Christee Gabour Atwood and HRDQ-U recently hosted a free webinar entitled, Developing “UnCommon Sense” in Managers: Bypassing the Buzzwords for Real Results. Atwood’s background includes radio announcer, newspaper columnist, television anchor, stand-up comic, association executive (which she defined as another version of a stand-up comic), and Universal Studios tour guide (which taught her to point to her left and right). For over two decades now she has focused her efforts on creating learning opportunities — and doing so while “linking laughter and learning.” Her rationale? We always remember a joke longer than a lecture.
She’s the best-selling author of five business and training books, which have been translated to both Japanese and Chinese, and are used in universities from the United States to Korea and Lebanon. She’s coordinated skills development systems and the sharing of knowledge within organizations ranging from governmental agencies and municipalities, corporate and retail organizations, associations, and nonprofits.
Close to 400 people signed up to listen to this webinar live. Missed it? Click here to watch the recording.
You may be a great accountant. That doesn’t mean you’ll be a great manager of accountants. And yet, that’s the system the business world was built upon. Basically, if you were good at what you did, you were promoted to something you weren’t good at doing. And we wonder why we developed so many workplace challenges?
Unfortunately, common sense is not as widespread as we once thought. To deal with that (and more), the agenda for the day was as follows:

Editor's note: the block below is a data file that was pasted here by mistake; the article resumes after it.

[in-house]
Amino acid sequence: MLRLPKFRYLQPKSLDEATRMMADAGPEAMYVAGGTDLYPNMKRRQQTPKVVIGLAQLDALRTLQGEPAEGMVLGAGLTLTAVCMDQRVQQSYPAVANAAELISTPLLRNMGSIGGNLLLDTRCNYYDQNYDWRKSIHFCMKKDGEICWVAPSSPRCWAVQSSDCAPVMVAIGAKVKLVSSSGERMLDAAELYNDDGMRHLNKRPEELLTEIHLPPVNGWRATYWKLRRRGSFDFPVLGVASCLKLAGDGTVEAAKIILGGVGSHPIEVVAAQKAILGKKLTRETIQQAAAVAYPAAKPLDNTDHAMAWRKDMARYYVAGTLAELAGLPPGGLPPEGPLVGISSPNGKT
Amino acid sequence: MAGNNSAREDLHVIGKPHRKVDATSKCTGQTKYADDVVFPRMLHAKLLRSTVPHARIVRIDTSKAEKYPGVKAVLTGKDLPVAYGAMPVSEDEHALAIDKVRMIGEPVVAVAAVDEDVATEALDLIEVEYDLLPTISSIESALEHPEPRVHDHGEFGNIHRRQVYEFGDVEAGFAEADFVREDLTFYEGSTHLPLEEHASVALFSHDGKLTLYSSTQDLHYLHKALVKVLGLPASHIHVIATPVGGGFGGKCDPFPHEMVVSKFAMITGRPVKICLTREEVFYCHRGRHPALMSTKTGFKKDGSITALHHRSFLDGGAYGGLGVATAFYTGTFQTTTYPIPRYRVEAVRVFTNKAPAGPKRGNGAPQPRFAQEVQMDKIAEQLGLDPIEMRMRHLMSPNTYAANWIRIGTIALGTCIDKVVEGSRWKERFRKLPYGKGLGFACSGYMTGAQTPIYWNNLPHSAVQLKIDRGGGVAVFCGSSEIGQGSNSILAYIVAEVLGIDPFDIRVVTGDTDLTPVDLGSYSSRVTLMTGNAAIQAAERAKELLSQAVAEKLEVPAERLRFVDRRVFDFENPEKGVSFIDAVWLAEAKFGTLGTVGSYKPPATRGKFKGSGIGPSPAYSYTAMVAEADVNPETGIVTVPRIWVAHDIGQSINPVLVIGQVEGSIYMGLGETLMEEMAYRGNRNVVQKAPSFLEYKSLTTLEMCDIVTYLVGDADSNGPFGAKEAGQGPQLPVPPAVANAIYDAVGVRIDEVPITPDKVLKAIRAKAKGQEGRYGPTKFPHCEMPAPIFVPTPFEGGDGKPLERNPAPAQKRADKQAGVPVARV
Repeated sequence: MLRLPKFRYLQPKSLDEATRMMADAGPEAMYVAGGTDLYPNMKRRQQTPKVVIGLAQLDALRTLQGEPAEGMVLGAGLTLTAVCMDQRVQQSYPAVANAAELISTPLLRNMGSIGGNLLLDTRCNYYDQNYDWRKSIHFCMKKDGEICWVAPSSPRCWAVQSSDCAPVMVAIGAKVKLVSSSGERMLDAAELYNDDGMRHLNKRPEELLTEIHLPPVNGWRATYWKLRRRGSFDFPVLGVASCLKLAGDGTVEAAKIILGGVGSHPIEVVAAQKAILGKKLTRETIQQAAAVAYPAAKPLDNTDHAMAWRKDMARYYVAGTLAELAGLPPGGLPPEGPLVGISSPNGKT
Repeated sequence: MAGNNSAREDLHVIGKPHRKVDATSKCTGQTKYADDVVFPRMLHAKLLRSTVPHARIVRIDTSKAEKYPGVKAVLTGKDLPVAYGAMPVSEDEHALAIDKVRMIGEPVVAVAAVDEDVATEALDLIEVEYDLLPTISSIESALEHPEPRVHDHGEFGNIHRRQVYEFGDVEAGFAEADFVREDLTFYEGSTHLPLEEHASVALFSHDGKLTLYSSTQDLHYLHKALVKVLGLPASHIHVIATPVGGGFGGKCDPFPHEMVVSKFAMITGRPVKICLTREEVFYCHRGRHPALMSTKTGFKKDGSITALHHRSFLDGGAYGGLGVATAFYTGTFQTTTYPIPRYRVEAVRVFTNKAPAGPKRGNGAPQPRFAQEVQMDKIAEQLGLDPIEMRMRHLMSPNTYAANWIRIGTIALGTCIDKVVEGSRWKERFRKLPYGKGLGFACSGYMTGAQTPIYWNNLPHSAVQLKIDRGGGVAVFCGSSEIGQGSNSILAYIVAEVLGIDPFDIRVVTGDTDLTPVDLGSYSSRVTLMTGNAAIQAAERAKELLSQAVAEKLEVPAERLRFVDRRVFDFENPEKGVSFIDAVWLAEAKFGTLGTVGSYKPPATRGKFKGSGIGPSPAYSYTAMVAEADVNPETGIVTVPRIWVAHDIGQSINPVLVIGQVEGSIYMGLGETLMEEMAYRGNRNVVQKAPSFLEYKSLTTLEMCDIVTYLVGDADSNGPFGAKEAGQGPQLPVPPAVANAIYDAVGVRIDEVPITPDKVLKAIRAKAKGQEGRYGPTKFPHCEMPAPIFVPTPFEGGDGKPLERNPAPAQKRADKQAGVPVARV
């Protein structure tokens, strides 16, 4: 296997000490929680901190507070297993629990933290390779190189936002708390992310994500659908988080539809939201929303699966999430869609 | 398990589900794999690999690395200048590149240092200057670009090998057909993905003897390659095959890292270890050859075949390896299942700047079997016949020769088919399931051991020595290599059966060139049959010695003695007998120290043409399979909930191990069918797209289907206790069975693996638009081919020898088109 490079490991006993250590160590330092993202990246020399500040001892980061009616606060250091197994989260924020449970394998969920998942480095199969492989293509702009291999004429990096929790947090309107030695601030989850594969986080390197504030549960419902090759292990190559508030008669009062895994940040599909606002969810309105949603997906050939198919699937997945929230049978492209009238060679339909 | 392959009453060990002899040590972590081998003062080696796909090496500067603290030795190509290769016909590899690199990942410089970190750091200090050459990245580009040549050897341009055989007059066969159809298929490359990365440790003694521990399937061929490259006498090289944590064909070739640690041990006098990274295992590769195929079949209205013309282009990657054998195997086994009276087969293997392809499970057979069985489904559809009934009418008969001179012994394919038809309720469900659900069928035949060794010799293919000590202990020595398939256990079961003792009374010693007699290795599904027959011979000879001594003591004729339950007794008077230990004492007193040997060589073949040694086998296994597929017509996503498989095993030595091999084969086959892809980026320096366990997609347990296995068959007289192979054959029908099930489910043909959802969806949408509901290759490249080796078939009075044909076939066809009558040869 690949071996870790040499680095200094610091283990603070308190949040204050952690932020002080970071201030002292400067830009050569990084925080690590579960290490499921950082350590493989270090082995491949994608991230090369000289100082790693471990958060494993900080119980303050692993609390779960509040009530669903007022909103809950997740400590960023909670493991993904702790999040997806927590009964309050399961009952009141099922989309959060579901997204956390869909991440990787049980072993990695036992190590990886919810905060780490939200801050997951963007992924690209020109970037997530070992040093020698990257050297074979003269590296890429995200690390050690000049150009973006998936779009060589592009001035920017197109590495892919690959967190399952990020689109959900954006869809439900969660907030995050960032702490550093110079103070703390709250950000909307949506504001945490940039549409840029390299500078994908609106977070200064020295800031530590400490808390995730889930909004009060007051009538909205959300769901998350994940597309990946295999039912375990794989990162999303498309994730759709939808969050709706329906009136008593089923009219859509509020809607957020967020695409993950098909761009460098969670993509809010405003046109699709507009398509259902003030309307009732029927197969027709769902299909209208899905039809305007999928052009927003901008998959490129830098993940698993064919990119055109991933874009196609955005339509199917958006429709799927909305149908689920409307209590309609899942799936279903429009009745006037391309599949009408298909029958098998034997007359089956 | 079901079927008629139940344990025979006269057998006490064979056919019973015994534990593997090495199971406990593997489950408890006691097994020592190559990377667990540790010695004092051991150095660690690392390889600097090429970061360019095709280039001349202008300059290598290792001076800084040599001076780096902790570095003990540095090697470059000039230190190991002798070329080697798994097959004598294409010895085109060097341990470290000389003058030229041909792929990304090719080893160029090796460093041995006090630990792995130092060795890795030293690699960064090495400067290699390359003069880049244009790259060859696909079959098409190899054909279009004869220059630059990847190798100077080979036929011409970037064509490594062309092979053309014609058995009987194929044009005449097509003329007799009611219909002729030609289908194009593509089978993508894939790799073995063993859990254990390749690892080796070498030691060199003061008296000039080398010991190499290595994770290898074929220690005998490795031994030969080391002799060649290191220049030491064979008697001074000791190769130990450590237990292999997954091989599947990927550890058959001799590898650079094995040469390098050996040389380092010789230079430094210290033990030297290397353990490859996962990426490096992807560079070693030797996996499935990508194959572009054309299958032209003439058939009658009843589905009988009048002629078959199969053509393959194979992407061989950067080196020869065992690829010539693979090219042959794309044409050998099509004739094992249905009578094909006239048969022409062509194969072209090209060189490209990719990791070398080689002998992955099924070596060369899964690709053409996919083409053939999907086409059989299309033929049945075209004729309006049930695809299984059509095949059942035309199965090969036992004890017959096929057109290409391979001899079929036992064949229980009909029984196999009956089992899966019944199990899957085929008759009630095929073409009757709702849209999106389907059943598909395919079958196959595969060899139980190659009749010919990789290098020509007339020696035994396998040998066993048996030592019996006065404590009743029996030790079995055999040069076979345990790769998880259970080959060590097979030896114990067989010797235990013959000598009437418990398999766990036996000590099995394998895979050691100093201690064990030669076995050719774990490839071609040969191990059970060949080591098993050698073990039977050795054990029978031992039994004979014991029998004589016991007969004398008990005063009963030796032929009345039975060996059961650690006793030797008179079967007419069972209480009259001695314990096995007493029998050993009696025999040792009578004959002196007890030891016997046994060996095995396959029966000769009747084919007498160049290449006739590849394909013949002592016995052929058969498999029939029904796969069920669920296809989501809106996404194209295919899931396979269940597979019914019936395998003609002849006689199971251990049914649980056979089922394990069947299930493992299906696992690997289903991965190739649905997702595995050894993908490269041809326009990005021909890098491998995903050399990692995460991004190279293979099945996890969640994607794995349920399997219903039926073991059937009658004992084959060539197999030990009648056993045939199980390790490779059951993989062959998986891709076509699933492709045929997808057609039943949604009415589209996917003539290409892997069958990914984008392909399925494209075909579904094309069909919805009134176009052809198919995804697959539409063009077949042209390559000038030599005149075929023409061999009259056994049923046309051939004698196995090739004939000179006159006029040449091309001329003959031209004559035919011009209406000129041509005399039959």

- The shifting sets of challenges facing today’s managers
- Tools and techniques to identify developmental needs
- UnCommon Sense Principles for effective management
- How to create ongoing learning opportunities for managers and management candidates
We began with a poll. What are the biggest challenges that you and your managers face?
The answers that flooded in were very similar. Here are a few of the popular ones:
- Communication issues
- No training
- No support
- Inherited teams
- Fear of confrontation
- No administrative backing
- Not enough staff
- Young managers with little or no experience
Think of the best leader you ever had. What made him or her so great?
- Shared information
- Active listeners
See how none of the challenges were seen as positive traits to good leadership? The lists were completely different!
Next we reviewed “Tools & Techniques to Identify Development Needs”. We reviewed traits of good leaders and talked about challenges and skills that are necessary when added together to be a good manager.
Another important topic was performance reviews. They should never be a surprise to the manager OR the person being reviewed. Both parties should have time to prepare for their appraisals and nothing that comes up there should be new.
There are many principles that govern management. Atwood discussed the importance of really listening when people speak. She stressed the value of putting our phones down and stopping with the constant texts! Even if you can talk and text, that behavior gives off the appearance that the phone is more important than the conversation.
Be aware of phrases that make people angry (like buzz words) or raise red flags. Know your audience and do not try to impress them with big words – use words they can understand. Think about how you present an idea or approach a topic and change your delivery or inflection if need be. All of these and more can help your management style.
Want to learn more about how to be a better manager or make your manager better? If so, then click here to watch the recorded session.